32. 3 points
  33. 3 points
    How can you trash someone who literally said he worked on this as an exercise, and for mere 3 hours? Not everyone is f*****g Dmitri Shostakovich. Let people have fun with Williams' music the way they see it. It is a testament to his legacy that composers in training are using his themes as a basis for personal experimentation, whatever it's goals might be.
  34. 3 points
    That's a pretty interesting discussion! I personally classify Williams' career like this: The late 1950s to the mid-1960s: The jazzy era, as he was still Johnny Williams. The mid-1960s to the early 1970s: Beginning of film scoring career and early successes specially with director Mark Rydell Early 1970s to 1975: The "music for the disaster movies of Irwin Allen" era From Jaws on 1975 to Temple of Doom on 1984: The apex of his career as a film composer, on which he wrote some of his most beloved and iconic scores.. From The River on 1984 to Far and Away on 1992: The "trying new stuff" era. Not wanting to be known just as a action/adventure composer, William scored movies from more diverse genres such as Empire of the Sun, The Witches of Eastwick, Stanley & Iris, Always, Far and Away, along with the Oliver Stone movies and the Home Alone movies (which, despite their success at the box office, were less "fantastical" than most of Williams hits so far). More traditional blockbusters besides the HA movies were only The Last Crusade and Hook. From Jurassic Park on 1993 to The Patriot on 2000: An era on which Williams planted the seeds for later works, whether on action adventure movies (the JP franchise, The Phantom Menace, The Patriot) or on smaller drama movies (Nixon, Saving Private Ryan, Amistad, Seven Years on Tibet) From A.I. on 2001 to Munich on 2005: The era on which Williams music has a distinct, more modern sound. His music was introduced to a new generation with the Potters and Prequels, but they remained different from his 70s/80s classics, much like his dramatic stuff had a new, distinct flair (A.I., Minority Report, Memoirs of a Geisha, Munich). From The Kingdom of the Crystal Skull on 2008 to today: The later era of Williams music, that is a little more subdued, a little less "show-offy" and maybe a little more intimate. What do you guys think?
  35. 3 points
    crumbs

    Black Friday 2019 JW prediction poll

    Technically we did... years ago.
  36. 3 points
    Squee! It's really happening!
  37. 3 points
    The music is more of the same - scurrying, "The Falcon"-esque lines in flutes and good dialogue exchanges within orchestra, which for me is a good thing
  38. 3 points
    Or any of the corporations making billions digging up finite resources to burn for fuel. The disproportionate, cult-like obsession people have with Disney and the "harm" they're causing to society is indeed perplexing, if you have any grasp of reality and the harm some companies are actually causing to our planet. Oooh, "woke Disney" and their evil social engineering, infecting Star Wars with radical ideas like, "enslaving and abusing animals is bad." Those monsters!
  39. 3 points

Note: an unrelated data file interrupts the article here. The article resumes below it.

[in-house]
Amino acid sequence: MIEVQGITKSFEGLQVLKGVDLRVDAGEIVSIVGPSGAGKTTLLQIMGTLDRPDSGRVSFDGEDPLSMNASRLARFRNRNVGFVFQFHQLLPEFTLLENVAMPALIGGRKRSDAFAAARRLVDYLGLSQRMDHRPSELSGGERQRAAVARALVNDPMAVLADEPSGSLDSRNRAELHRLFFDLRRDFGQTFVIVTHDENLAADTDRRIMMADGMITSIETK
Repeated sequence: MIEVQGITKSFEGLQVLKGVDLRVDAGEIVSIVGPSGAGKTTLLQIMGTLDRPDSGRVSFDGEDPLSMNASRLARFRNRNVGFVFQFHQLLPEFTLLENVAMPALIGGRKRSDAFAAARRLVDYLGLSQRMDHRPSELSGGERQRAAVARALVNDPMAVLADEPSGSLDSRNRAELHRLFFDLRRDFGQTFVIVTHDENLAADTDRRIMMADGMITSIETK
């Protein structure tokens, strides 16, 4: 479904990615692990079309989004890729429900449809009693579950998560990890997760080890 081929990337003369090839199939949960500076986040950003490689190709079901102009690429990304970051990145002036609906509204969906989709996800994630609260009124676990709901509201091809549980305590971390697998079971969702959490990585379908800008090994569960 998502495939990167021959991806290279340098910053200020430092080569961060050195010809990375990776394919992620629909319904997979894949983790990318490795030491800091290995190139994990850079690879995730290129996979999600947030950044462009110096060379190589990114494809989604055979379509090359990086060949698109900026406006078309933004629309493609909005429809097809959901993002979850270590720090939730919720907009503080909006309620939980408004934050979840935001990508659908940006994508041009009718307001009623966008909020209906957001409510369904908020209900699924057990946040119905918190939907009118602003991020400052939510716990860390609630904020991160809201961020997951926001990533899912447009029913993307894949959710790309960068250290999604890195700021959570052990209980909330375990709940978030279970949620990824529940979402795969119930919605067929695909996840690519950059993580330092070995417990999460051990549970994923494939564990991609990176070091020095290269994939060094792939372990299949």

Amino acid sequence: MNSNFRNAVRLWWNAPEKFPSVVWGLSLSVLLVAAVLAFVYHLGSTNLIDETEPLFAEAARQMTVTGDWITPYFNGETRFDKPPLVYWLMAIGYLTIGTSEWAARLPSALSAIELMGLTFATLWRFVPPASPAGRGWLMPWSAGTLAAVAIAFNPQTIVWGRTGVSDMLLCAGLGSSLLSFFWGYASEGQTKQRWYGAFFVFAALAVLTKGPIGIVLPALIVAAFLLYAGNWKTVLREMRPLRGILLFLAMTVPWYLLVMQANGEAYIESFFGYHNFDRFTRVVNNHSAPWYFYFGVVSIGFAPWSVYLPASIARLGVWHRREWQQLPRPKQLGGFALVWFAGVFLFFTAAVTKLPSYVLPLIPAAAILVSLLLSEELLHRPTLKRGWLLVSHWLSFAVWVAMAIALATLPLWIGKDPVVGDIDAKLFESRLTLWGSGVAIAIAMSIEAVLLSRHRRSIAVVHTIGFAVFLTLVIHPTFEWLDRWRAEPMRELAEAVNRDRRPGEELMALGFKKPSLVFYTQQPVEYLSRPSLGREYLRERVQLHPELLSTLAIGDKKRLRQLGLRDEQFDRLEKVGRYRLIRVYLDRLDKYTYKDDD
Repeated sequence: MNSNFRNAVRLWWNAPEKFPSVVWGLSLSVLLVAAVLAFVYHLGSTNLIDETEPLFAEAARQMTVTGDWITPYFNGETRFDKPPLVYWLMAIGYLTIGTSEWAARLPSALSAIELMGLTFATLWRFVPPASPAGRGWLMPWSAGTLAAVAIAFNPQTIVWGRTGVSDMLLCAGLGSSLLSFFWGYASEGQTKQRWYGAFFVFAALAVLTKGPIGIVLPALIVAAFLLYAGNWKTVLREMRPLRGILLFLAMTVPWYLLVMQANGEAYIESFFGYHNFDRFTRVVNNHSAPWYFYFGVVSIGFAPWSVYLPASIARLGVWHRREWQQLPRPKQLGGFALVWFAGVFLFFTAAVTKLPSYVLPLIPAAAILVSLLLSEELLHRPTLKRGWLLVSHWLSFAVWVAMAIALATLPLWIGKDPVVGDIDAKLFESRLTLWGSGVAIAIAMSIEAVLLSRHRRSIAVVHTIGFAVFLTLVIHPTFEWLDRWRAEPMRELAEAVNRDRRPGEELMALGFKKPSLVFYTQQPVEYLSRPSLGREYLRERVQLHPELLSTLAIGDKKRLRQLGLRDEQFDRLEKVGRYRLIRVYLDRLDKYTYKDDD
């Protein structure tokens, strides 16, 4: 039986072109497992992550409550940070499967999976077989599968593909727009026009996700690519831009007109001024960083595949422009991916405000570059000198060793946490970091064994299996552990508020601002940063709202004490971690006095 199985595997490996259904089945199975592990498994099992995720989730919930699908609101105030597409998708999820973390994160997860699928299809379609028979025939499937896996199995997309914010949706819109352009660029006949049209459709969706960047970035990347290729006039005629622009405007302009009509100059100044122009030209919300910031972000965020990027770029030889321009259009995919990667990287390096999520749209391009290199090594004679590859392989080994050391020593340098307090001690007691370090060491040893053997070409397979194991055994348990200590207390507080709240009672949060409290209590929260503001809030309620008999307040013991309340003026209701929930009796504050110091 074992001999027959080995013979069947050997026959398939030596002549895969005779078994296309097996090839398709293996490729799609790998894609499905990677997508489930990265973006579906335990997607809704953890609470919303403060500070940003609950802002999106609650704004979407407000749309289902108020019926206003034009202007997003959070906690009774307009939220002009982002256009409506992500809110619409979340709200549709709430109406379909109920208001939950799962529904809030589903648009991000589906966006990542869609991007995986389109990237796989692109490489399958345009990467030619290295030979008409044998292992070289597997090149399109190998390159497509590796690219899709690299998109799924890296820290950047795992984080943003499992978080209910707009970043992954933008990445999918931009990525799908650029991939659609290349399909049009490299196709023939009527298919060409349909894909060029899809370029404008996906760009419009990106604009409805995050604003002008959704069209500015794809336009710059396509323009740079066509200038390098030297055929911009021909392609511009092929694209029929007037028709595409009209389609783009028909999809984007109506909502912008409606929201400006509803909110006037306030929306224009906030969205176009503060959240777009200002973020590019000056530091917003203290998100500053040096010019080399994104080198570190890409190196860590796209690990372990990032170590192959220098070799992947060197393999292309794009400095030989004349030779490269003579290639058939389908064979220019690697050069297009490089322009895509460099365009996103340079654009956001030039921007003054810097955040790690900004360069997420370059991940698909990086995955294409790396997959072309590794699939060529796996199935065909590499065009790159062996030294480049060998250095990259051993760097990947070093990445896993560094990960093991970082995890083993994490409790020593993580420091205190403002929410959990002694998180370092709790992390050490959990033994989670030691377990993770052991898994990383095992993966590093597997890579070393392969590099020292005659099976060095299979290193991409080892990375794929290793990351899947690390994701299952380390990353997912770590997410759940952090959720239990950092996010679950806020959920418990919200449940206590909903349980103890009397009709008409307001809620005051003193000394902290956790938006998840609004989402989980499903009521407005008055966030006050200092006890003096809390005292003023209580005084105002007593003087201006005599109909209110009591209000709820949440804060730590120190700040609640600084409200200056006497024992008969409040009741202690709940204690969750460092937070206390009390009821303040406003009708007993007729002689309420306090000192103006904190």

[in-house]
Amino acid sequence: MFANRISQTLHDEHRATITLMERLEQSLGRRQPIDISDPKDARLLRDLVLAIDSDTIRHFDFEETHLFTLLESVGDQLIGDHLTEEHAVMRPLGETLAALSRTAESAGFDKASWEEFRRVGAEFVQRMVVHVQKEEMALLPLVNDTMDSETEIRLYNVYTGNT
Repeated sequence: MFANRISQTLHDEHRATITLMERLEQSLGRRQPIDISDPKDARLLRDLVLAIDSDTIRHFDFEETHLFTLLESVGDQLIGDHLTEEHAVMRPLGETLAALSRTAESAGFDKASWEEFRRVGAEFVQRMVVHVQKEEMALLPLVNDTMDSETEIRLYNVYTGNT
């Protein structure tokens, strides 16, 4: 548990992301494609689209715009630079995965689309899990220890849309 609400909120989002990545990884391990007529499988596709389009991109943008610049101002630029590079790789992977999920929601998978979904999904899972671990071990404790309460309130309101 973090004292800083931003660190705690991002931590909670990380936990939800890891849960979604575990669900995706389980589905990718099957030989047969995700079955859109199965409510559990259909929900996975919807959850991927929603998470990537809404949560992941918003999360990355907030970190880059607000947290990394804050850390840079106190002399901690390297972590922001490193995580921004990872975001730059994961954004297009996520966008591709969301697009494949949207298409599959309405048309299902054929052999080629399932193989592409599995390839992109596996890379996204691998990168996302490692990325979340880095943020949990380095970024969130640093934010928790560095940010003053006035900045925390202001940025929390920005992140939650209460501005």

Marc

    The Phantom Menace is 20 years old.

    The 8-horn section on this score was phenomenal !! Here's my transcription and cover of 6m3 "Take to your ships"
  40. 3 points
    Updated to include Minority Report and Monsignor. Hopefully we can tick a few more off before the end of the year
  41. 3 points
    I am sure RCP will present the board with a more economically advantageous option. A smart film scoring app that will render composers obsolete. A transfered consciousness of Lorne Balfe.
  42. 3 points
    Performed by "The President's Own" United States Marine Chamber Orchestra and the Cathedral Singers November 10, 2019 Washington National Cathedral (Washington, D.C.)
  43. 3 points
    The Illustrious Jerry

    the mstrox thread

    Bush With Snow (2019 - Jerry, The Illustrious) To boldly go where no Jerry has gone since last year...through the snow!
  44. 3 points
    KK

    The Photography Thread

    From Prague...
  45. 3 points
    Make of this what you will, but this dude claims that none of the Disney Star Wars films have done test audience screenings.
  46. 3 points
    It is one of his more prominently mixed scores in recent times but I think that is what Spielberg was going for - an oldfashioned feel with loudly mixed music. And hey, it's all good when the music is this good. It's also rare that you actually get to listen to the score in the cinema. I actually saw both this and Tintin twice in the cinema just to listen to the score again in context.
  47. 3 points
    So cool, I'm actually building a LEGO model of that very same cathedral
  48. 3 points
    Quppa

    STAR WARS - Live To Projection Concerts

    I'm enjoying the Melbourne Symphony Orchestra's ROTJ concert this evening. Jabba's Baroque Recital wasn't performed live during the film, but they had two people playing it outside the concert hall beforehand (amongst other pieces arranged in a similar style). I'm hoping they'll announce The Last Jedi dates at the end.
  49. 2 points
    Not With My Daisy, You Don't!
  50. 2 points
    Oh I'm seven seconds in and I just want to cry! The music is thrilling